Nitrogen-based flame retardants
Nitrogen-based flame retardants, this article focuses on melamine and its derivatives, some of which can be used alone or are the main components of intumescent flame retardants. These flame retardants are halogen-free, low-smoke, heat- and light-stable, with good flame retardant efficiency and low cost. The problem with them is that the plastics they are used to flame retard are difficult to process and poorly dispersed in the base material. The requirements for particle size and particle size distribution are more stringent and sometimes co-efficient agents are required. In addition to melamine, there are also melamine cyanurate (MCA), phosphates, borates, guanidine salts, dicyandiamide salts, etc. These flame retardants are used in PA, PU and PO. They can be used in PA, PU, PO, PET, PS, PVC and epoxy resins, and are also suitable for textiles, paints, wood and paper.
One of the main uses of nitrogen-containing compounds as flame retardants is in combination with phosphorus-containing flame retardants to obtain a synergistic phosphorus-nitrogen effect. Mixtures of nitrogen-containing compounds with phosphorus-containing compounds have a higher flame-retardant effect on cellulose than the sum of the flame-retardant effects of the individual compounds. Nitrogen promotes the phosphorylation of cellulose by phosphoric acid and thus contributes to the swelling flame-retardant effect. Therefore, the active components of many intumescent flame retardants are phosphorus and nitrogen.
Melamine (MA) is non-flammable, easily sublimated when heated, and decomposes when heated sharply. The reasons why it is an excellent flame retardant are:
- Decomposition reactions occur at 250 to 450°C, absorbing large amounts of heat and giving off ammonia to form a variety of condensates;
- The ability to influence the melting behavior of the material and accelerate its charring into coke.
Melamine is inexpensive, non-corrosive, non-irritating to the skin and eyes, and not a mutagen. The disadvantage is that it produces toxic cyanide when decomposed at high temperatures.
Melamine is a widely used flame retardant, particularly as a component of intumescent flame retardants and for flame retardant polyurethane and triazine resins. Used in combination with liquid phosphate esters, melamine is widely used to flame retard polyurethane foams.
Melamine cyanurate is produced by reacting melamine with cyanuric acid, referred to as MCA. It is a lubricant and flame retardant, a white crystalline powder, odourless and tasteless. It is very stable under 300°C and starts to sublimate around 350°C, but does not decompose, its decomposition temperature is about 440~450°C. MCA contains high nitrogen content, very easy to absorb moisture, high temperature dehydration into charcoal, burning nitrogen gas, dilute the concentration of oxygen and polymer decomposition generated by gas. Moreover, the generation of gas and thermal convection take away part of the heat, thus providing a flame-retardant function.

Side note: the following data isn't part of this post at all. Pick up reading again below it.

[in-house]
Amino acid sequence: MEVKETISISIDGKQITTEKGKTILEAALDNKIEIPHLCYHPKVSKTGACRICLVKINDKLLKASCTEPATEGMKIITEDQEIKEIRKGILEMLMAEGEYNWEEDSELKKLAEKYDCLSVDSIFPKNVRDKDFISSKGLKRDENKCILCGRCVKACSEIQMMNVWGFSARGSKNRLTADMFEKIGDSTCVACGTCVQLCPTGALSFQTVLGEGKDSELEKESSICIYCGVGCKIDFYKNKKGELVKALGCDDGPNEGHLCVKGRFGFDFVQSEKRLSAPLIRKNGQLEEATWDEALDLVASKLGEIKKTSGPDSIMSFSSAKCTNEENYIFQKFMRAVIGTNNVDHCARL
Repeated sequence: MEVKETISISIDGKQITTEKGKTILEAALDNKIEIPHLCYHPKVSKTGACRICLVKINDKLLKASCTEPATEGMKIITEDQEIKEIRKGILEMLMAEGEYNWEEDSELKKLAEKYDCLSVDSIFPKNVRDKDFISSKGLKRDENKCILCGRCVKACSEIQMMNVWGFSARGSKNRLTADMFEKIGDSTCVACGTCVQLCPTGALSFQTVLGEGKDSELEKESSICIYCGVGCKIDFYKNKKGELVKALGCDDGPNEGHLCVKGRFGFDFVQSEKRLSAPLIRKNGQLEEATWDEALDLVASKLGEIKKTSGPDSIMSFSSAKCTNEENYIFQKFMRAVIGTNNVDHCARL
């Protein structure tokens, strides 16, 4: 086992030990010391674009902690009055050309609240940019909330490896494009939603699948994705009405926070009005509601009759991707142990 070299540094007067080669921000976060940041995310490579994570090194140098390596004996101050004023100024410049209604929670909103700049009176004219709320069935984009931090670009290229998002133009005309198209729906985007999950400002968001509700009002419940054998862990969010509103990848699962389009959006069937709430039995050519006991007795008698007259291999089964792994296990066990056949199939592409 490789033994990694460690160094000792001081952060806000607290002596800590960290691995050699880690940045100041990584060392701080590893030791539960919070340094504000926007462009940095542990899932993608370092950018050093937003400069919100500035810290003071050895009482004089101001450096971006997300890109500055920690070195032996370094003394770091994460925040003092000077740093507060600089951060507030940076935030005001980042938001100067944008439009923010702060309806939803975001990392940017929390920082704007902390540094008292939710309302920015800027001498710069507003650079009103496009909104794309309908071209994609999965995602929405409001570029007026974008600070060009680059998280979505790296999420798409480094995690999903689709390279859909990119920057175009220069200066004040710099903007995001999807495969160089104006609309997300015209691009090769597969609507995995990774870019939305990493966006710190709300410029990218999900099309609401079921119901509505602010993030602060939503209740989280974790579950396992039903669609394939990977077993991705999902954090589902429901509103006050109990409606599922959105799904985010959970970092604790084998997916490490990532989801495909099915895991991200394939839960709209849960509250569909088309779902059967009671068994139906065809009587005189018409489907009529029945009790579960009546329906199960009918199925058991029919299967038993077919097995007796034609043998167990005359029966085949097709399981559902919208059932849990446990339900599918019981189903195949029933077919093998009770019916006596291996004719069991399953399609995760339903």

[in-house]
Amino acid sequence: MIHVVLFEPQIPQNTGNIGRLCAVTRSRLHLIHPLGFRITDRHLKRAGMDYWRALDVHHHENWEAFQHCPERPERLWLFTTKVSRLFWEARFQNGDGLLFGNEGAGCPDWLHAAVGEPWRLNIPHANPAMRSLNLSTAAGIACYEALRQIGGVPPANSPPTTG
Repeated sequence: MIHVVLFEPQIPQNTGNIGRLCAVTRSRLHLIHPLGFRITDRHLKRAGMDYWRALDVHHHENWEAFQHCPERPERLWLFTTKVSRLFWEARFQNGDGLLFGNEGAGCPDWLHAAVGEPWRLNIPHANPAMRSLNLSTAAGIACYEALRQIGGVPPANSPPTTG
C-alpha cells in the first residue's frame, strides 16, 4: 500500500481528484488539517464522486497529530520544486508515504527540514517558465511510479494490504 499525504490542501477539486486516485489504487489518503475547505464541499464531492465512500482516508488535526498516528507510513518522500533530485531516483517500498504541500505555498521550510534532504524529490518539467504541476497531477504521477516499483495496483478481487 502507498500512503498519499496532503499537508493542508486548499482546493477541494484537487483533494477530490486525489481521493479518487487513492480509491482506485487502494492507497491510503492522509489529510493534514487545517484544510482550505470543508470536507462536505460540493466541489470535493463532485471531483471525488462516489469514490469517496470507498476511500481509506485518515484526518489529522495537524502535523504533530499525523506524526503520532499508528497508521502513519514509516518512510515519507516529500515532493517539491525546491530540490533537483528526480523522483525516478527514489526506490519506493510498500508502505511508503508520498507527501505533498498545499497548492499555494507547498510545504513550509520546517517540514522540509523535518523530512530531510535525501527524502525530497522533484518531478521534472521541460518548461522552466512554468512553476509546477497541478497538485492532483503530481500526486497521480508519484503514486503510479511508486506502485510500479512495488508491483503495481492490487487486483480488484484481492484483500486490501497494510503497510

MCA is widely used in rubber, nylon, phenolic resins, epoxy resins, acrylic emulsions and other olefin resins. MCA is used as a flame retardant for epoxy resins. The oxygen index is increased from 24% to 28% to 46% to 48% and it is particularly suitable for flame retardant electrical components and parts. It is added to vinyl acetate emulsions, acrylate emulsions and rubber emulsions to make flame-retardant coatings with excellent smear adhesion and smoothness, and no coloring contamination.
MCA is a triazine flame retardant with excellent properties and its use or mixing with other flame retardants is much more effective than using melamine alone.
Melamine phosphonates can be prepared from melamine and monophenylphosphonic acid. The disadvantage is that it is difficult to prepare and to prevent it from foaming when blending with polyolefins, degassing is carried out. This flame retardant can also cause colouring contamination. It is widely used as a flame retardant for polyolefins and polystyrene.
Melamine pyrophosphate can be produced by treating melamine with phosphoric acid and then heating it at 250-270°C. There are many flame retardants for fibres, textiles and some plastics, but the flame-retardant effect on polyurethane plastics is not satisfactory, while melamine pyrophosphate can be used effectively to flame retard polyurethane plastics. Flame retardant polypropylene by its reaction product with pentaerythritol or its reaction product with pentaerythritol and phosphoric acid can also form a non-flammable, non-dripping charred coking material.
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